Hypertension in Pregnancy

Clinical Case:

An 18 year old G1P0 currently at 38 0/7 weeks presents for her routine prenatal visit. She has had an uncomplicated pregnancy up to this point, with the exception of a late onset of prenatal care and obesity (BMI of 35 kg/m 2 ). She reports that during the past week, she has noted some swelling of her hands and feet. She also has been feeling a bit more fatigued and has had a headache on and off. She reports good fetal movement. She has had some contractions on and off, but nothing persistent. Her blood pressure is 147/92 and her urine dip has 1+ protein/no ketones/no glucose. The fundal height measures 36 cm, the fetus is cephalic with a heart rate of 144 bpm. On physical exam you note that the patient has 3+ pre-tibial edema, and trace edema of her hands and face. She has 2+ deep tendon reflexes and 2 beats of clonus. You review her blood pressures up to this point and note that at the time of her first prenatal visit at 18 weeks, her blood pressure was 130/76 and she had no protein in her urine. However, since that visit, her blood pressures seem to have been climbing higher with each visit. Her last visit was one week ago, and she had a blood pressure of 138/88 with trace protein in the urine and she has gained 5 pounds.

Discussion questions:

  1. What is the appropriate method for assessing blood pressure in the ambulatory setting and what is considered a hypertensive blood pressure during pregnancy?
  2. What types of hypertensive syndromes can occur during pregnancy?
  3. What are the symptoms and physical findings of preeclampsia-eclampsia syndrome?
  4. What are the laboratory findings that support a diagnosis of preeclampsia-eclampsia syndrome?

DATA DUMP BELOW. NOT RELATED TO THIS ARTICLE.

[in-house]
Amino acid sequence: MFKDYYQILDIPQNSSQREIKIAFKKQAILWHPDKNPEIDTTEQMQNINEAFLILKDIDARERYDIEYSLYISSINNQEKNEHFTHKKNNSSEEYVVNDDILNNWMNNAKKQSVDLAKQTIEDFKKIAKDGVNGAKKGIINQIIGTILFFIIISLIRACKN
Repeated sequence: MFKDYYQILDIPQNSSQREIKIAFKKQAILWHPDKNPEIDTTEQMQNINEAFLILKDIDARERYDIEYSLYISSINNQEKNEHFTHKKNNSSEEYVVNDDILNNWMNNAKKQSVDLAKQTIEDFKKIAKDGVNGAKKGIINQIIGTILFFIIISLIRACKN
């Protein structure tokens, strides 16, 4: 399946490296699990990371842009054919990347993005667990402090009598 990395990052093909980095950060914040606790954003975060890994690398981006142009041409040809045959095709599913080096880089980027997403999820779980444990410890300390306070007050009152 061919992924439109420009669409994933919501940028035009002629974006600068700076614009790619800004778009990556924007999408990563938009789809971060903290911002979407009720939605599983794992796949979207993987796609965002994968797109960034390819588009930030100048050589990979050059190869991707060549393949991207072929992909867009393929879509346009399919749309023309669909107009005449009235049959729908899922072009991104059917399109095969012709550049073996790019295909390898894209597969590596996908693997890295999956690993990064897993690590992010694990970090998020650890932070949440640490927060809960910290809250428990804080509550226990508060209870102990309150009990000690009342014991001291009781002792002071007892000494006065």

5. What types of maternal and fetal complications are associated with preclampsia-eclampsia syndrome


  1. Obstetrics and Gynecology by Beckmann 5 th Edition, 2006; Chapter 17 Hypertension in Pregnancy. Pages 188-196.
  2. Essentials of Obstetrics and Gynecology by Hacker and Moore 4 th Edition, 2004; Chapter 15 Hypertensive Disorders of Pregnancy. Pages 197-207.

Preeclampsia-eclampsia syndrome accounts for significant morbidity and mortality in both the mother and newborn.

The APGO Educational Objectives related to this topic are the following:

  1. Define hypertension in pregnancy*
  2. Classify hypertension in pregnancy
  3. Describe the pathophysiology of preeclampsia-eclampsia syndrome
  4. Enumerate the symptoms of preclampsia-eclampsia*
  5. Summarize the physical findings of preeclampsia-eclampsia*
  6. Diagnose preeclampsia-eclampsia syndrome
  7. Manage a patient with preeclampsia-eclampsia syndrome
  8. Counsel a patient concerning the indications of MgSO4
  9. Counsel a patient regarding the maternal-fetal complications associated with preeclampsia-eclampsia syndrome

*Designated as Priority One in the APGO Medical Student Educational Objectives, 8 th Edition

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